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Chula Vista to consider special election if candidate who died is elected in November

Simon Silva, a longtime deputy in the City Attorney's Office, lost his battle with cancer earlier this month.

SAN DIEGO COUNTY, Calif. — Chula Vista officials are preparing for a possible special election if a man who recently died is elected to office. Simon Silva lost his battle with cancer earlier this month.

Silva was a longtime deputy in the City Attorney's Office and was one of two candidates running for city attorney. The deadline to change the ballot has already passed.

If Silva receives the majority of the votes in November, the seat would be considered vacant and require a special election. But some people have raised concerns it would be too costly.

There was a tense exchange at Tuesday night's city council meeting, when a resident asked Mayor Mary Casillas Salas why she is still supporting a deceased candidate.

"Why Madam Mayor are you promoting Simon Silva for office by placing a sign in your front yard? That puzzles me and it makes me feel like our City Council and our mayor are playing politics," the resident said.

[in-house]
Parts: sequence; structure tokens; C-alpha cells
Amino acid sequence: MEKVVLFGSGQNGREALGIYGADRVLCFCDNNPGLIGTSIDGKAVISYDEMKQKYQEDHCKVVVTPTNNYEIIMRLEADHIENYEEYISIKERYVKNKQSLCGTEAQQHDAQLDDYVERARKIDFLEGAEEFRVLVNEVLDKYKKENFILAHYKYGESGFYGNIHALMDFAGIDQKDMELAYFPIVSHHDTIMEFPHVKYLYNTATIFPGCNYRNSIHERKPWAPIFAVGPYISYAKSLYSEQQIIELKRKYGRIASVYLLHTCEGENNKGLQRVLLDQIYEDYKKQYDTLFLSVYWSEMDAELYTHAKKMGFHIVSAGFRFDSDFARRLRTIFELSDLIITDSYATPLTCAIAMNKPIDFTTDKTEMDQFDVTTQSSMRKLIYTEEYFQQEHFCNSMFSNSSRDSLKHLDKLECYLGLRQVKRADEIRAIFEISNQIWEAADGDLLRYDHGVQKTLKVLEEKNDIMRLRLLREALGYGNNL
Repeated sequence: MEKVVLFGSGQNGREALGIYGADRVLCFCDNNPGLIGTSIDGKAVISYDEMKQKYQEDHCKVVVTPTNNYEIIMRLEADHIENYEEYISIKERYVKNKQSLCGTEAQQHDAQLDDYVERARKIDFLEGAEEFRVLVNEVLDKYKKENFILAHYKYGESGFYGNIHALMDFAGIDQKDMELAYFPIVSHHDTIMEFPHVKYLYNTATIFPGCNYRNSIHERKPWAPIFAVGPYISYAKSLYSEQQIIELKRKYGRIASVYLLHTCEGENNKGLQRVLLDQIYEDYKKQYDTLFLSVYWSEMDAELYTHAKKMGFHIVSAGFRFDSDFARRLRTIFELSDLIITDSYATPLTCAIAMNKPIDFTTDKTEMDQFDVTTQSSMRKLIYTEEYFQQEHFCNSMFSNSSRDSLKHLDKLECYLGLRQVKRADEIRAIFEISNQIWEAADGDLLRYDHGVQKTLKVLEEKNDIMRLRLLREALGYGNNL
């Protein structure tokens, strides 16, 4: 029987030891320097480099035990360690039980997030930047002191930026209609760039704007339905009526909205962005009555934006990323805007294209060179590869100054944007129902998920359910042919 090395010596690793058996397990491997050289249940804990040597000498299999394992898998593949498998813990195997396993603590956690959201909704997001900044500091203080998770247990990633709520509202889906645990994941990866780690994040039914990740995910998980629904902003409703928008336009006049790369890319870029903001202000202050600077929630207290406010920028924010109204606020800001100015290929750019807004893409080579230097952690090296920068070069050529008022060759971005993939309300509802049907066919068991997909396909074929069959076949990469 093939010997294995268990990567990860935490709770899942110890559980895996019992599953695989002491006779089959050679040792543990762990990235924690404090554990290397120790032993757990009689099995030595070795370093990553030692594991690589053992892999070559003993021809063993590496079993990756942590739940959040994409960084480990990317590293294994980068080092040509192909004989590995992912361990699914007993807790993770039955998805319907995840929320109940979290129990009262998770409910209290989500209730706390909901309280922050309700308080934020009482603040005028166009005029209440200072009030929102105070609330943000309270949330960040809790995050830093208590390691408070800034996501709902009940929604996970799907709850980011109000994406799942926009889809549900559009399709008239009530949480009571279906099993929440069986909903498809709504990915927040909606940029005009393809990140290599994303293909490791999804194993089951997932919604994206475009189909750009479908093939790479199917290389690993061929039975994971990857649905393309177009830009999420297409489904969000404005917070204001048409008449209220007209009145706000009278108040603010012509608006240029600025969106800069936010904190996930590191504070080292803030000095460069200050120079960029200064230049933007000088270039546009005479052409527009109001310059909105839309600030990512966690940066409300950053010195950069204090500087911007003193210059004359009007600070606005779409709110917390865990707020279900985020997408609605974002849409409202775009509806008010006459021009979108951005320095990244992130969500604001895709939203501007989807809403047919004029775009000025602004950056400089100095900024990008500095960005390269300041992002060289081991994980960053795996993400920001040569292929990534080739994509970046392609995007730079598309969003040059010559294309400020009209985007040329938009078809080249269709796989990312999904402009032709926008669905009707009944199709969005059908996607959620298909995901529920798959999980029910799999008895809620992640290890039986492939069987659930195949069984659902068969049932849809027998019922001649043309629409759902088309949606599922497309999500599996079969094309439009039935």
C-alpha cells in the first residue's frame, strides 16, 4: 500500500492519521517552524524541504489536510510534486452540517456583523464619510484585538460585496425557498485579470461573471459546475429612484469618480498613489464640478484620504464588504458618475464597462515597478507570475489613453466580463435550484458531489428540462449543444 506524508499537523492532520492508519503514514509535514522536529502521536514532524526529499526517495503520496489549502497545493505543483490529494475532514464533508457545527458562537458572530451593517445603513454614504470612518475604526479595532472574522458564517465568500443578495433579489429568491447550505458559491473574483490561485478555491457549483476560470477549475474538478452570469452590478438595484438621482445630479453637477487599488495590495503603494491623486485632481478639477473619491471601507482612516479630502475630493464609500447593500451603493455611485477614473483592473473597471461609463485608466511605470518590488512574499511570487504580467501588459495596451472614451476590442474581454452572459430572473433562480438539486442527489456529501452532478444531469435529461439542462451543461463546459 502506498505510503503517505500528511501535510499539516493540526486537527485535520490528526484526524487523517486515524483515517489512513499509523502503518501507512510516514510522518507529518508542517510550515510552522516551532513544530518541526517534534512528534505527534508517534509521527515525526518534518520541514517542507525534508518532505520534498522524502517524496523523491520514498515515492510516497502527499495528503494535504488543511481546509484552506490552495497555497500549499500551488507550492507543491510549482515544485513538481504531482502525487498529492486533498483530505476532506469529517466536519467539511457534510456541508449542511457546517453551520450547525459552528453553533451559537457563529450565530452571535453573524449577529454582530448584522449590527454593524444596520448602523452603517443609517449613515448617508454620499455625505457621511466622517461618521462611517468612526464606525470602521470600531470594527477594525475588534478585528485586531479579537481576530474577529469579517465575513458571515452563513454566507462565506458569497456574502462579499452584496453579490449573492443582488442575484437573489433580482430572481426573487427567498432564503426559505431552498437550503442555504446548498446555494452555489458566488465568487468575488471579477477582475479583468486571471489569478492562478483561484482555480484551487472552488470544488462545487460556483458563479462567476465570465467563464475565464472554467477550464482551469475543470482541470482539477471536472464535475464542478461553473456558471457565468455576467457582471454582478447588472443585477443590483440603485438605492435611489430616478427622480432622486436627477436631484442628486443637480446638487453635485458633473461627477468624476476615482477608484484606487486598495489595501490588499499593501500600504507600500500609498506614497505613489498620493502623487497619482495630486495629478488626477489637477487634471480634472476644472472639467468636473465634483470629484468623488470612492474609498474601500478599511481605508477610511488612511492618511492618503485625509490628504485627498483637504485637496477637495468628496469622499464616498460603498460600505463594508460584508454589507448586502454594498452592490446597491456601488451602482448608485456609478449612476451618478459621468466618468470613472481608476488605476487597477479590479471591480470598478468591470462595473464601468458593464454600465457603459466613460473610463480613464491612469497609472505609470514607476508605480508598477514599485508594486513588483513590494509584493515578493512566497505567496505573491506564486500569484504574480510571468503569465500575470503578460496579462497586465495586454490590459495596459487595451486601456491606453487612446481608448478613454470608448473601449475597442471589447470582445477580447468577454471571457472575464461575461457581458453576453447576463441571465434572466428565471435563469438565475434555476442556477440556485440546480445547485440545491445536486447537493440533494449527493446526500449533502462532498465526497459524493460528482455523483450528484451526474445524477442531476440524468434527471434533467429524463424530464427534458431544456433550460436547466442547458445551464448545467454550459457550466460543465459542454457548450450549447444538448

The mayor responded by saying she has the sign in her yard in honor of Silva's memory.

"I think it's shameful that you're bringing this up. I have his sign in memory of him as a gesture of respect, and so I think the only ones that are being disrespectful here are the ones that are talking about us playing politics with this," the mayor said.

Write-in candidates won't be allowed for this race in November because it is a runoff election between the two candidates that advanced in the primary. Silva, who was a registered Democrat, was set to run against registered Republican Dan Smith.  

CBS 8 did reach out to the Mayor of Chula Vista for comment, but she has not responded. Election results are still several weeks away.

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